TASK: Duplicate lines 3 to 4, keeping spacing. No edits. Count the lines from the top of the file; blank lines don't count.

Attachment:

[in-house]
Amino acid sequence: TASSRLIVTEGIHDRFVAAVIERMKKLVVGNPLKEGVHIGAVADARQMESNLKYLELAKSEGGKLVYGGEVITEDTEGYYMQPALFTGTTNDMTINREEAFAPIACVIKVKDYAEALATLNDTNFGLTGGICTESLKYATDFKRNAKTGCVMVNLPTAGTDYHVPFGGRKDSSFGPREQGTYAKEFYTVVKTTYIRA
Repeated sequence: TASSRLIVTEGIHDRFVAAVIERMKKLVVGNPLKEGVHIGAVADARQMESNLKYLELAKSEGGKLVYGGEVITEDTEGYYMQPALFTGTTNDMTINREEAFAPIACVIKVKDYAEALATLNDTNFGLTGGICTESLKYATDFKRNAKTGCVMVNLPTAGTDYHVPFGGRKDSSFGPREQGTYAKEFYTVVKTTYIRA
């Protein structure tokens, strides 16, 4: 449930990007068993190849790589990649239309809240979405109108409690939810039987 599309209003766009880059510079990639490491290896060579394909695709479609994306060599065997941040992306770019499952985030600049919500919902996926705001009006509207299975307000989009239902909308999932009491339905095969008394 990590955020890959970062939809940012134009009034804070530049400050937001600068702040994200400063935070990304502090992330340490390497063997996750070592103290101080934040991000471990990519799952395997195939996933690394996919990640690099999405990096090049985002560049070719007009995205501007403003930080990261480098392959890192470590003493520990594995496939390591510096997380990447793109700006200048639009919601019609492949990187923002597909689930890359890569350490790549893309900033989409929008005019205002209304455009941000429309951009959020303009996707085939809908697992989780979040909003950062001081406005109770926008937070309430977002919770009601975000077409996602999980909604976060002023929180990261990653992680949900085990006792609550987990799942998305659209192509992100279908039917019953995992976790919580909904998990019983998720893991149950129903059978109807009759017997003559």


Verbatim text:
Repeated sequence: TASSRLIVTEGIHDRFVAAVIERMKKLVVGNPLKEGVHIGAVADARQMESNLKYLELAKSEGGKLVYGGEVITEDTEGYYMQPALFTGTTNDMTINREEAFAPIACVIKVKDYAEALATLNDTNFGLTGGICTESLKYATDFKRNAKTGCVMVNLPTAGTDYHVPFGGRKDSSFGPREQGTYAKEFYTVVKTTYIRA
């Protein structure tokens, strides 16, 4: 449930990007068993190849790589990649239309809240979405109108409690939810039987 599309209003766009880059510079990639490491290896060579394909695709479609994306060599065997941040992306770019499952985030600049919500919902996926705001009006509207299975307000989009239902909308999932009491339905095969008394 990590955020890959970062939809940012134009009034804070530049400050937001600068702040994200400063935070990304502090992330340490390497063997996750070592103290101080934040991000471990990519799952395997195939996933690394996919990640690099999405990096090049985002560049070719007009995205501007403003930080990261480098392959890192470590003493520990594995496939390591510096997380990447793109700006200048639009919601019609492949990187923002597909689930890359890569350490790549893309900033989409929008005019205002209304455009941000429309951009959020303009996707085939809908697992989780979040909003950062001081406005109770926008937070309430977002919770009601975000077409996602999980909604976060002023929180990261990653992680949900085990006792609550987990799942998305659209192509992100279908039917019953995992976790919580909904998990019983998720893991149950129903059978109807009759017997003559």